Applied Biochemistry and Biotechnology     Hybrid Journal   (Followers: 44, SJR: 0.575, h-index: 80)
Applied Biochemistry and Microbiology     Hybrid Journal   (Followers: 17, SJR: 0.267, h-index: 26)
Applied Categorical Structures     Hybrid Journal   (Followers: 2, SJR: 0.361, h-index: 21)
Applied Composite Materials     Hybrid Journal   (Followers: 45, SJR: 0.705, h-index: 35)
Applied Entomology and Zoology     Partially Free   (Followers: 2, SJR: 0.554, h-index: 34)
Applied Geomatics     Hybrid Journal   (Followers: 3, SJR: 0.323, h-index: 9)
Applied Geophysics     Hybrid Journal   (Followers: 7, SJR: 0.541, h-index: 13)
Applied Intelligence     Hybrid Journal   (Followers: 13, SJR: 0.777, h-index: 43)
Applied Magnetic Resonance     Hybrid Journal   (Followers: 3, SJR: 0.358, h-index: 34)
Applied Mathematics & Optimization     Hybrid Journal   (Followers: 4, SJR: 0.955, h-index: 33)
Applied Mathematics - A J. of Chinese Universities     Hybrid Journal   (SJR: 0.275, h-index: 8)
Applied Mathematics and Mechanics     Hybrid Journal   (Followers: 4, SJR: 0.37, h-index: 26)
Applied Microbiology and Biotechnology     Hybrid Journal   (Followers: 61, SJR: 1.262, h-index: 161)
Applied Physics A     Hybrid Journal   (Followers: 8, SJR: 0.535, h-index: 121)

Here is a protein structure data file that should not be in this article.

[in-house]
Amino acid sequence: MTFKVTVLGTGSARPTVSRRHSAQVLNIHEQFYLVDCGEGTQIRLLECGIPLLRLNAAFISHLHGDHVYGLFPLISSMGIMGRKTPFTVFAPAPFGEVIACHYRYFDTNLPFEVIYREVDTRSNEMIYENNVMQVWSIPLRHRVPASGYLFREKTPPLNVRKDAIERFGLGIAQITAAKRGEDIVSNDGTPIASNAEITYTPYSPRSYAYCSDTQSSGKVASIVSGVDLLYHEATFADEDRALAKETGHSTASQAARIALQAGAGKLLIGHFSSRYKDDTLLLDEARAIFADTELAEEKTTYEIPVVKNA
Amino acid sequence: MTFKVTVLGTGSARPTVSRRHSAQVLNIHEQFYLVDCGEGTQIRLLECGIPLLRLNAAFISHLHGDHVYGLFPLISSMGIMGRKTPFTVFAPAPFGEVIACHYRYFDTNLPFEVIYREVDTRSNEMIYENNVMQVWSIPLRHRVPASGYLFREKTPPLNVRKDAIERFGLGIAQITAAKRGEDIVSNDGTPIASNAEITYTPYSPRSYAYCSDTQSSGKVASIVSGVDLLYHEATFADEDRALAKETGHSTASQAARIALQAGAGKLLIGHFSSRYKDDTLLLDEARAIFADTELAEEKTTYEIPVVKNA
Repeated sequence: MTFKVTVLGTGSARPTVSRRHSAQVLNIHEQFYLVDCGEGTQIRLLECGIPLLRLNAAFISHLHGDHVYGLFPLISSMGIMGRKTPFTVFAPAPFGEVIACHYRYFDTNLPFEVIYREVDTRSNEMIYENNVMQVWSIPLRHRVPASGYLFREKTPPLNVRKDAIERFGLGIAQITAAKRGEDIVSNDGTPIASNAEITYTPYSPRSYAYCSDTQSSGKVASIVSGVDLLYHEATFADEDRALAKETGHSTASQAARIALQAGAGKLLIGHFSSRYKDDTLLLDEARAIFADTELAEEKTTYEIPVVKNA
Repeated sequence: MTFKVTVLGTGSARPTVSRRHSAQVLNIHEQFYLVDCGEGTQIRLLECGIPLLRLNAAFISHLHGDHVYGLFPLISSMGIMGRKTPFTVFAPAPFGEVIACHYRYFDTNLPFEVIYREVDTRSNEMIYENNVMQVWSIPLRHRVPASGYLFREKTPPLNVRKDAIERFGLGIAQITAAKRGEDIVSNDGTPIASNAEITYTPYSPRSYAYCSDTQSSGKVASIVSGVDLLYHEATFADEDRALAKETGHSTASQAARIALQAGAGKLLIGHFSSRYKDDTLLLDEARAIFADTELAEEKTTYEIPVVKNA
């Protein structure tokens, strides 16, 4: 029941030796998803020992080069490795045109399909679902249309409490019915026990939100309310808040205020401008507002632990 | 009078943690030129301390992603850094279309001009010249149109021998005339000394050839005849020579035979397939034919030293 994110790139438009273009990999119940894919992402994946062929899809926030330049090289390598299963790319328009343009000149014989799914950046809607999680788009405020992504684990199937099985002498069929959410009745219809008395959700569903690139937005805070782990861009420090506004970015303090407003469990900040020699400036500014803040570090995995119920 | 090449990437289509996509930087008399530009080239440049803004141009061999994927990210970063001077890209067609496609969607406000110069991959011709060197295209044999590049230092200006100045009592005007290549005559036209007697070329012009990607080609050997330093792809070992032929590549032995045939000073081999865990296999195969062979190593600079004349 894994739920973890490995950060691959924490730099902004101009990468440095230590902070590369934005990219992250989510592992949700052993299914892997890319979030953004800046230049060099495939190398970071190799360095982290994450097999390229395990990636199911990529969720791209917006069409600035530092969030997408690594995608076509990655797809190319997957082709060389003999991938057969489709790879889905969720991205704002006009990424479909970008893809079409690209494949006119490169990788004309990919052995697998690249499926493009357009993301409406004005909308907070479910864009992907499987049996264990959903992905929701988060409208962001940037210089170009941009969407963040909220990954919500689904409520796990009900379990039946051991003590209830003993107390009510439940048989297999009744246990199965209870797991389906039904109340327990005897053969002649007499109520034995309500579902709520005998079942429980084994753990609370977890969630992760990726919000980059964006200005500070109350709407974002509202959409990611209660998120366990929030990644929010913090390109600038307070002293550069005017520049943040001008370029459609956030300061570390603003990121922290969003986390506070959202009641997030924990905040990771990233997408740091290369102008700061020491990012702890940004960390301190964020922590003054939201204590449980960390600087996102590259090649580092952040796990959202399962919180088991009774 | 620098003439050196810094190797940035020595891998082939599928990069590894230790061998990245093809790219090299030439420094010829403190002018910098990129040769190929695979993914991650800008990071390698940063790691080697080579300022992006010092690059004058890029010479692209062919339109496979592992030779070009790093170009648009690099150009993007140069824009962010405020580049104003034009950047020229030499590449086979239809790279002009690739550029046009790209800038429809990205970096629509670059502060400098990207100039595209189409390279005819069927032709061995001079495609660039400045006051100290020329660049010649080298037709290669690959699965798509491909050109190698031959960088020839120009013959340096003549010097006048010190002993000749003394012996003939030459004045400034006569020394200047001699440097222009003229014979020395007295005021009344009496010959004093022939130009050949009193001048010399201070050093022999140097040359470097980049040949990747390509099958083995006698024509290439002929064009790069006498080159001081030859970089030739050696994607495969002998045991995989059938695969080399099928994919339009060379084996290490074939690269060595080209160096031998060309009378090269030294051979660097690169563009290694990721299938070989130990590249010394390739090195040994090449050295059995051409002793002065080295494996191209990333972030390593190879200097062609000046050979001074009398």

Applied Physics B: Lasers and Optics     Hybrid Journal   (Followers: 22, SJR: 0.983, h-index: 104)
Applied Psychophysiology and Biofeedback     Hybrid Journal   (Followers: 6, SJR: 0.677, h-index: 47)
Applied Research in Quality of Life     Hybrid Journal   (Followers: 10, SJR: 0.288, h-index: 15)
Applied Solar Energy     Hybrid Journal   (Followers: 16, SJR: 0.251, h-index: 6)
Applied Spatial Analysis and Policy     Hybrid Journal   (Followers: 4, SJR: 0.351, h-index: 9)
Aquaculture Intl.     Hybrid Journal   (Followers: 21, SJR: 0.613, h-index: 40)
Aquarium Sciences and Conservation     Hybrid Journal   (Followers: 1)
Aquatic Ecology     Hybrid Journal   (Followers: 31, SJR: 0.646, h-index: 44)
Aquatic Geochemistry     Hybrid Journal   (Followers: 3, SJR: 0.764, h-index: 39)
Aquatic Sciences     Hybrid Journal   (Followers: 12, SJR: 1.172, h-index: 53)
Arabian J. for Science and Engineering     Hybrid Journal   (Followers: 5, SJR: 0.345, h-index: 20)